Do People With Diabetes Have High Blood Pressure?

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The Connection Between Diabetes, Heart Disease, And Stroke

Aaron contacted TheDiabetesCouncil with some questions related to diabetes and heart disease. Aaron is 57 years old. He has had Type 2 diabetes for 12 years. Aaron visited his doctor related to swelling in his ankles and feet, shortness of breath, and weight gain. After some tests, the doctor informed him that on top of his Type 2 diabetes, he now has congestive heart failure. He was now wondering why did he have heart disease now and was it because of his diabetes? In order to help Aaron and other people with diabetes understand the connection between diabetes and heart disease and how to prevent it, we decided to look into the specific link between the two diseases. What is the connection between diabetes and heart disease? According to the American Heart Association, there exist a relationship between cardiovascular disease and diabetes: 68% percent of people with diabetes who are aged 65 and older die from heart disease and 16% die of a stroke. People with diabetes are more likely to die from a heart disease than those without diabetes. The National Institute of Health states the following for people with diabetes: They have additional causes of heart disease They are at higher Continue reading >>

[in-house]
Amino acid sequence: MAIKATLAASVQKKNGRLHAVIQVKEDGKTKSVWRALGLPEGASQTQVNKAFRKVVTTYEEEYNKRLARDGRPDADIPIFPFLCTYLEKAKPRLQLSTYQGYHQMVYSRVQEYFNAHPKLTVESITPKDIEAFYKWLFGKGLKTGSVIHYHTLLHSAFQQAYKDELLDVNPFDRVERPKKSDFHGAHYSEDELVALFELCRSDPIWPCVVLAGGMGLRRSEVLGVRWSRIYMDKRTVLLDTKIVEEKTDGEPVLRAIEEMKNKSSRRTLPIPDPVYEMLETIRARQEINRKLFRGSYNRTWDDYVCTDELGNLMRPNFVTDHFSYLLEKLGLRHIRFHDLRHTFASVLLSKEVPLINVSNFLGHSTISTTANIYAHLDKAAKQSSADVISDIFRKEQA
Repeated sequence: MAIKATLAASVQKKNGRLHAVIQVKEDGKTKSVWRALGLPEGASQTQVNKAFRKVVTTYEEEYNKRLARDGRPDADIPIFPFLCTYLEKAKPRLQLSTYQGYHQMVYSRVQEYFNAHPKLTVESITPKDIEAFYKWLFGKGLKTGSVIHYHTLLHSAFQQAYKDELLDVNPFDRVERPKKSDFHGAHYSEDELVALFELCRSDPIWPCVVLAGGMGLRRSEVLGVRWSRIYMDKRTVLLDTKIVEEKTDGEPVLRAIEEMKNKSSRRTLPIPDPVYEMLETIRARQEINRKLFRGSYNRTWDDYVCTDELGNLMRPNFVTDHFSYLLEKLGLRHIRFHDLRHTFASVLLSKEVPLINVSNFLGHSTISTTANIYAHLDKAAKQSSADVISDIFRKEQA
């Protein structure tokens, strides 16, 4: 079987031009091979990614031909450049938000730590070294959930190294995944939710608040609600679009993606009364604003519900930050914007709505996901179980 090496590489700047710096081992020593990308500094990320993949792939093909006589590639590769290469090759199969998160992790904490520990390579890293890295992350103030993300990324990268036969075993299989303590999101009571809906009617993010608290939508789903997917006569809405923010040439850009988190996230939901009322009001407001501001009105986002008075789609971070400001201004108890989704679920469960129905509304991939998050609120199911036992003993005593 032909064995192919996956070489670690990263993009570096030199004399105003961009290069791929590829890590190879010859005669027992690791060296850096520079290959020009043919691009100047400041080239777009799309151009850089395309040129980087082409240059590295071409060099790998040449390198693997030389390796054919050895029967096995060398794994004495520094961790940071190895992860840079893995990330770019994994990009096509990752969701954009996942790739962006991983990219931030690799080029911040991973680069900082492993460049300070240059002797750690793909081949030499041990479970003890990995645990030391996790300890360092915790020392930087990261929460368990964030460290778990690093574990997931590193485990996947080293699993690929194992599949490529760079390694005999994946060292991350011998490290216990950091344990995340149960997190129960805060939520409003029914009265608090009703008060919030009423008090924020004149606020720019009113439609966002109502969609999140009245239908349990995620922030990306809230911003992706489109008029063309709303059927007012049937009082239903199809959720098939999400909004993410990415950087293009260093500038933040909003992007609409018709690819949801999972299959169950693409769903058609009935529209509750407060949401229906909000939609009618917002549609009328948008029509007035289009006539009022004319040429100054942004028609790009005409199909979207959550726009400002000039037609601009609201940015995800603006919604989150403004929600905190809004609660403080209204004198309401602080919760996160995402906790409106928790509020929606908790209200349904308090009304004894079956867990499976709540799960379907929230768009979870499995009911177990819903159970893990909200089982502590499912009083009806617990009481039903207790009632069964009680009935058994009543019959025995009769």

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Popular Questions

  1. Emily Fisher

    I will probably need antidepressants and other psych medications my entire life, too.
    You know what else I will be dependent on? Food. Water. Sleep. Shelter.
    Dependency isn’t necessarily a bad thing. Your prescribed medications that you are using responsibly and as directed aren’t the same as being an alcoholic or being addicted to street drugs.
    Many chronically ill people are dependent on medications for the rest of their life, not just mentally ill people.

    Bottom line, don’t feel discouraged for taking medications to keep yourself healthy. If your medications are helping you function and live a better life, don’t feel bad about needing them.

  2. Ron Davis

    As you get older, you gradually need increasingly numerous medications to maintain health. That may not sound like encouragement, because growing old has its downsides. However, aging is a lot better than the alternative. You just slot the medications into your normal routine, and hardly notice that you are taking them, until you stop and think of the difference in your life that they make.

  3. Andy Wilkinson

    Welcome to the club.
    The goal, at least for me, is to reduce the quantity and types of medications. I believe that there are alternatives that can be optimized for the person, thereby reducing the need for (as much) medication.
    Namely, actively engaging in the treatment plan every day. That would usually include daily exercise, quality sleep, creating an environment that is healthy and immersing one’s self in it. Figure out what works for you and do it.

    It’s about quality of life. If the side effects of the medications are such that they make things worse in other ways, then it is not worth taking them (as much).

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